Our final stop on this particular tour is another bar, The Brewer’s Art, located in a grand old townhouse mansion in the next block. Named the Best Bar in America by Esquire Magazine in 2009, they are probably best known for their in-house brewery and beers Resurrection and Beasly. (The latter was originally called Ozzy before the bat-biting singer filed a cease-and-desist order.) The food at the Brewer’s Art is not to be ignored, however, and I find it even more of a draw than the brews. This post is getting a little long, so we shall explore chef Andrew Weinzirl’s upscale modern American cuisine in a future entry.


Minxeats Baltimore food blogger and Co-author of the new book, Maryland’s Chesapeake: How the Bay and its Bounty Shaped a Cuisine, plus Food Lovers’ Guide to Baltimore, and Baltimore Chef’s Table.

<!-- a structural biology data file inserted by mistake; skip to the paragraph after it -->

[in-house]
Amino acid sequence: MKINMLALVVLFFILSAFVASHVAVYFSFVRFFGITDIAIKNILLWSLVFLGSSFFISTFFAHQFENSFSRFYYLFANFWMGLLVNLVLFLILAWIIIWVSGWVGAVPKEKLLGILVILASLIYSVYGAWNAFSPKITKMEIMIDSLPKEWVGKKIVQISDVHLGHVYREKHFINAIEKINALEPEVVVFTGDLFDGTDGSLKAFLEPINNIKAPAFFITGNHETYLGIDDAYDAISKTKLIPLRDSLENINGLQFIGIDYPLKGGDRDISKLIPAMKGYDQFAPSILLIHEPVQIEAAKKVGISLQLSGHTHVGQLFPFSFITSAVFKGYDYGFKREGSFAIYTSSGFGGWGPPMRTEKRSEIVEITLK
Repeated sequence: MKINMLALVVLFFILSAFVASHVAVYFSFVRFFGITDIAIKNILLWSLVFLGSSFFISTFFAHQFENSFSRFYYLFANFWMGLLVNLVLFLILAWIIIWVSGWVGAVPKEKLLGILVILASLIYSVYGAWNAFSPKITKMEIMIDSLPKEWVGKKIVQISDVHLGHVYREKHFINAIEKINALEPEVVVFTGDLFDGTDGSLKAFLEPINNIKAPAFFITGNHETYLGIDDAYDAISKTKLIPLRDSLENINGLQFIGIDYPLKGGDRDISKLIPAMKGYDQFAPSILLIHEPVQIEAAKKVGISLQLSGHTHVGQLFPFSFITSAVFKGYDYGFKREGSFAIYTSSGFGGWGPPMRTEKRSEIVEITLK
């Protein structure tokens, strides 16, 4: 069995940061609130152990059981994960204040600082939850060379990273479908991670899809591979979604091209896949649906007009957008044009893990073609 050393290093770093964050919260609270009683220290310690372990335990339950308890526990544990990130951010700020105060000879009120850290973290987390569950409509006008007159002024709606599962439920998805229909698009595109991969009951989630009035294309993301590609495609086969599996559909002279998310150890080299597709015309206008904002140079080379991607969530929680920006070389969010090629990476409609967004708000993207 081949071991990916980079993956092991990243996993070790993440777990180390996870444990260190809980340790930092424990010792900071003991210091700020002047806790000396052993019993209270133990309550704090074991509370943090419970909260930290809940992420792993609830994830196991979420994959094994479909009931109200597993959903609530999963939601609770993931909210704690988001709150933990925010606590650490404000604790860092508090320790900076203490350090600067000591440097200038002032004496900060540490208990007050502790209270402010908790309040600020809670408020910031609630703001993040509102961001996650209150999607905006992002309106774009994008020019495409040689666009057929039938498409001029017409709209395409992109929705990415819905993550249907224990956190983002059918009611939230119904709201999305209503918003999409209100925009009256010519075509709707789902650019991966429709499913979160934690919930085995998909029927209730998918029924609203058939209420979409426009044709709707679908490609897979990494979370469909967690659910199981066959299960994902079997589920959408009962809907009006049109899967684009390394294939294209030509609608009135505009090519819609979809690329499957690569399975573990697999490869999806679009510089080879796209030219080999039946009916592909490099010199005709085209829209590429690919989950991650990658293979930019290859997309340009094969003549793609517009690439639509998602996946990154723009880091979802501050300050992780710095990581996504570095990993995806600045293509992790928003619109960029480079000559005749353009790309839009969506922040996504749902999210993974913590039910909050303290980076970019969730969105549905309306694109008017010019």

Editors Note: One thing we like to do when launching in a city is to partner with local writers. This is a key part to the City Walker experience, we don’t only want our app (iOS and Android) to have a local prospective, we want our blog to have it too! This gives the authentic personal prospective that no one other than a local can offer. We are honored to have MINXEATS be a guest writer for City Walker in Baltimore.

Download City Walker FREE

One thought on “From Humble Starts to Foodie Utopia North Charles St in Baltimore

  1. Pingback: This Mount Vernon Brewpub Should Be on Your List - City Walker Blog | City Walker Blog

Comments are closed.